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Laryngeal dysfunction and the pulmonary syndrome of the newborn
  1. G. R. Osborn,
  2. R. L. Flett
  1. Departments of Pathology and Otorhinolaryngology, Derbyshire Royal Infirmary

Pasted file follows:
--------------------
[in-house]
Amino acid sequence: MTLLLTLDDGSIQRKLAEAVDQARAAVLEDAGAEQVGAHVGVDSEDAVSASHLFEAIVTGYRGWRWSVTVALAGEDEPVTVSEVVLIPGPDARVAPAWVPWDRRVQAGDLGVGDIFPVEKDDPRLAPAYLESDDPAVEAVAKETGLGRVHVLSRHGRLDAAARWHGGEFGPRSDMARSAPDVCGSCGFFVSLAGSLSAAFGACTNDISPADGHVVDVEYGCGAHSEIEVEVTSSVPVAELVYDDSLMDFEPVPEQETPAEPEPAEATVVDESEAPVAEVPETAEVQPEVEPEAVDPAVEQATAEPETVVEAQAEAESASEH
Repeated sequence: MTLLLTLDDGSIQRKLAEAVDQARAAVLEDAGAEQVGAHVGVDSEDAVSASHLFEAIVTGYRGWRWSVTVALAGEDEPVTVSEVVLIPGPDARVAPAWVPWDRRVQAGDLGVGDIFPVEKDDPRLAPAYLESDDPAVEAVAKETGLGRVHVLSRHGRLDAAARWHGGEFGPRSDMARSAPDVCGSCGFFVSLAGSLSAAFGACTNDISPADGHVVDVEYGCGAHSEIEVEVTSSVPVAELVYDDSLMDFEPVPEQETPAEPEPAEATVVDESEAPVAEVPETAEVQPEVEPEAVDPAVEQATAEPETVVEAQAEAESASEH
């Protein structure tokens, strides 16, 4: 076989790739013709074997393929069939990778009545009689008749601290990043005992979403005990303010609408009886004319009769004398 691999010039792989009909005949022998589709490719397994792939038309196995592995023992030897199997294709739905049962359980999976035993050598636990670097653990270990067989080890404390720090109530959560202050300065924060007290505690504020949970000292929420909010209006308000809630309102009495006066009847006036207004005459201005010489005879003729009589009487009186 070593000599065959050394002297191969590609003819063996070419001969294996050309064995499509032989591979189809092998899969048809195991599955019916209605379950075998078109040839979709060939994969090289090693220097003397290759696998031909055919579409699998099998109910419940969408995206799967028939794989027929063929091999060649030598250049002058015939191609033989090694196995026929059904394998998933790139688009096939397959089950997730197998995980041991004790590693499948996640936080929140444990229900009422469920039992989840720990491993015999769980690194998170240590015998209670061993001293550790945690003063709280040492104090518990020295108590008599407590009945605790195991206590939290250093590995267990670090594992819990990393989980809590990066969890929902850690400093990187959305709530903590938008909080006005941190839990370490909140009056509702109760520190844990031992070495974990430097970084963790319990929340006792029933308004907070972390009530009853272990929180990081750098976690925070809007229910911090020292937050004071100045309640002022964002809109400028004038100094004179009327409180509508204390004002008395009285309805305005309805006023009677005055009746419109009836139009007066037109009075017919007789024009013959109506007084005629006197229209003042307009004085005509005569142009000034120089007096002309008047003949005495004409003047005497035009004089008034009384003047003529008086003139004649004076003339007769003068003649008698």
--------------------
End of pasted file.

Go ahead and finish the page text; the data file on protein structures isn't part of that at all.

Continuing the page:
`The pulmonary syndrome of the newborn' is a term used for a complex group of lesions. It has been found that in the important forms of this disorder lesions of the larynx are very common, probably constant, and are ulcers of pressure type occurring on the vocal folds and ventricular bands (`true' and `false' cords). Abnormal closure of the larynx, especially spasm, must be the cause of the ulceration. Premature babies may breathe with alveolar ducts and with alveoli in different parts of the same lung. It is suggested that hyaline membrane forms because of the abuse of normal alveolar duct function in alveolar duct type respiration. Membrane formation is a secondary phenomenon. The lesions of the pulmonary syndrome of the newborn based on a correlation of laryngeal and pulmonary function are classified, and the correlation of function suggests that early treatment with an artificial larynx might prevent the development of the fatal lesions.

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